New York Television networks are sending their big guns to California for Tuesday's recall vote, eager to tap into the political circus that could make Arnold Schwarzenegger the state's next governor.
Tom Brokaw, Peter Jennings and Dan Rather will be heading west, and cable news networks CNN, Fox News Channel and MSNBC have put special election-night plans in place to cover a race that has shoved other political news to the side.
"This isn't just a California story," Steve Capus, executive producer of NBC's "Nightly News," said Thursday. "It's a national story. It's worthy of sending the big guns out there."
Since Aug. 1, broadcast network evening news programs have given the California recall nearly four times as much airplay as the Democratic presidential candidates.
Both Brokaw and his designated successor as NBC's lead anchor, Brian Williams, will be in California. Katie Couric will anchor the "Today" show Monday and Tuesday from Los Angeles.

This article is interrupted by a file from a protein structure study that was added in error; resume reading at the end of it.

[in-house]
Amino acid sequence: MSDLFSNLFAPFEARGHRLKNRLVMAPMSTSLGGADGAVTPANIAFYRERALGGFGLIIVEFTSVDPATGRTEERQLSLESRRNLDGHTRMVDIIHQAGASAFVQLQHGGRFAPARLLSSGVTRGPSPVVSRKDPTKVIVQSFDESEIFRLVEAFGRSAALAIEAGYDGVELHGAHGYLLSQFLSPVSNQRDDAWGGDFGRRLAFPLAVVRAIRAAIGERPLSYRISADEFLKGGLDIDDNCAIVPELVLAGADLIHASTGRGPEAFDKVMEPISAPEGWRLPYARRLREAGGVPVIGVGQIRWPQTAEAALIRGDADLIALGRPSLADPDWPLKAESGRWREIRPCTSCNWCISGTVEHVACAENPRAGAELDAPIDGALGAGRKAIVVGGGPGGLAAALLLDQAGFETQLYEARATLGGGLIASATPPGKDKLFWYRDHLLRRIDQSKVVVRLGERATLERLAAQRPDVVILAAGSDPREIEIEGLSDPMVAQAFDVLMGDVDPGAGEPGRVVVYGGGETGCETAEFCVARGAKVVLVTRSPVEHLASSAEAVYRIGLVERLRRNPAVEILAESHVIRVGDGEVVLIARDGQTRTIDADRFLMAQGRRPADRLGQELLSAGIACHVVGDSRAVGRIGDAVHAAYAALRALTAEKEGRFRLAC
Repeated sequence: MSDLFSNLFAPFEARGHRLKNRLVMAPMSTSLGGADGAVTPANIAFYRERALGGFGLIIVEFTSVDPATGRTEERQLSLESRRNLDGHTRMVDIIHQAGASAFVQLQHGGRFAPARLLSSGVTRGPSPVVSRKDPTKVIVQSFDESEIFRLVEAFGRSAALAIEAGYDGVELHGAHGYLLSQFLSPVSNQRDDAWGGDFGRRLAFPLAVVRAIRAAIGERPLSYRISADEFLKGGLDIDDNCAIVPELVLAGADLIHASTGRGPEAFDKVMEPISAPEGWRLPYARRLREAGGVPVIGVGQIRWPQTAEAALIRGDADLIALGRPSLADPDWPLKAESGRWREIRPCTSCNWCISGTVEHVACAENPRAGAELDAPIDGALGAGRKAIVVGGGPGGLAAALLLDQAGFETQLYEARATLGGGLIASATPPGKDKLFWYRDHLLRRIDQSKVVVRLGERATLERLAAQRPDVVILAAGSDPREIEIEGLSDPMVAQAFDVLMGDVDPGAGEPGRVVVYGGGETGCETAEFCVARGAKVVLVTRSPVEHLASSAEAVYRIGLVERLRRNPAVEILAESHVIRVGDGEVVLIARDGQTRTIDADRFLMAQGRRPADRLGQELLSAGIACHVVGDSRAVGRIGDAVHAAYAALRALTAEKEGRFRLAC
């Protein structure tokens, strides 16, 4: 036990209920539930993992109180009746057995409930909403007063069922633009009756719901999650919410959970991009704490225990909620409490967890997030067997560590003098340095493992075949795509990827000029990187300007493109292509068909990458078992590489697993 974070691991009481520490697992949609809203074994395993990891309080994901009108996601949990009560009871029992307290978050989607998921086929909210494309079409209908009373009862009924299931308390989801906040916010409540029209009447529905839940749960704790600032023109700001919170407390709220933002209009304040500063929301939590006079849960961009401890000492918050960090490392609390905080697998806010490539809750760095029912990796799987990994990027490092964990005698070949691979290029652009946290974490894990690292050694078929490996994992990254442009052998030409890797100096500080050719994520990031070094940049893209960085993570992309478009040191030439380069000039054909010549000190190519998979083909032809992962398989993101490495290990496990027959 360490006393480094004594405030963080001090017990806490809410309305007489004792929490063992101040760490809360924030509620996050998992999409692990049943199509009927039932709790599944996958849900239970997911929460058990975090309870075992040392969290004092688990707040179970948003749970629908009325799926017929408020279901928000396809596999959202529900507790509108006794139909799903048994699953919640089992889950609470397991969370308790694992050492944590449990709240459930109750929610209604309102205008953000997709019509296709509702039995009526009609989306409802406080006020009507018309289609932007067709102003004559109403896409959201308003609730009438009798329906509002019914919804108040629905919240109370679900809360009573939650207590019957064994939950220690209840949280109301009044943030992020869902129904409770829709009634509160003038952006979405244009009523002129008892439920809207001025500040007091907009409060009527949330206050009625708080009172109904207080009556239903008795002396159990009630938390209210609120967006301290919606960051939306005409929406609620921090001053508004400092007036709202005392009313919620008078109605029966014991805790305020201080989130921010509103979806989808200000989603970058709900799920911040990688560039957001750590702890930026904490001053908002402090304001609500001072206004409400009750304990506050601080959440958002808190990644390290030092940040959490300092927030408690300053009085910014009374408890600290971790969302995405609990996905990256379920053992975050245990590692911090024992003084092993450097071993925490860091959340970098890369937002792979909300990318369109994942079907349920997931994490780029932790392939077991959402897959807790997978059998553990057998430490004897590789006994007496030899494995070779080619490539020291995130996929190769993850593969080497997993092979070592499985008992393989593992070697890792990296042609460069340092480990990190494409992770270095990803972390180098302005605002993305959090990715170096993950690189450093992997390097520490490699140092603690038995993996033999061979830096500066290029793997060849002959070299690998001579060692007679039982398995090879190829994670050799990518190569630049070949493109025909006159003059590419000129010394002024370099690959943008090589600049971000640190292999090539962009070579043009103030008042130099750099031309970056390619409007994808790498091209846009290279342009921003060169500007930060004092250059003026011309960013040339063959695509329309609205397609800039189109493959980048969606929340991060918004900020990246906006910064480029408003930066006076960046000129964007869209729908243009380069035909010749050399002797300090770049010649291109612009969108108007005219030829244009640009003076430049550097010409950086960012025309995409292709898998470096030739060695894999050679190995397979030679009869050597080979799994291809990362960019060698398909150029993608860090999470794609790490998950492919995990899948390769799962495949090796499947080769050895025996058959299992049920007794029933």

ABC, CBS and NBC all plan special reports on election results Tuesday. But because it will already be 11 p.m. EDT when California polls close, prime-time network programming will be largely uninterrupted on the East Coast.
ABC said Jennings would air a special report only "when results are known." "Nightline" will air a live election report at 11:35 p.m. EDT and a second one three hours later.
"It will be a late night," Capus said. "Night could give way to daylight, and we may not know who the next governor of California is going to be. Because of the intrigue, it makes it a better story."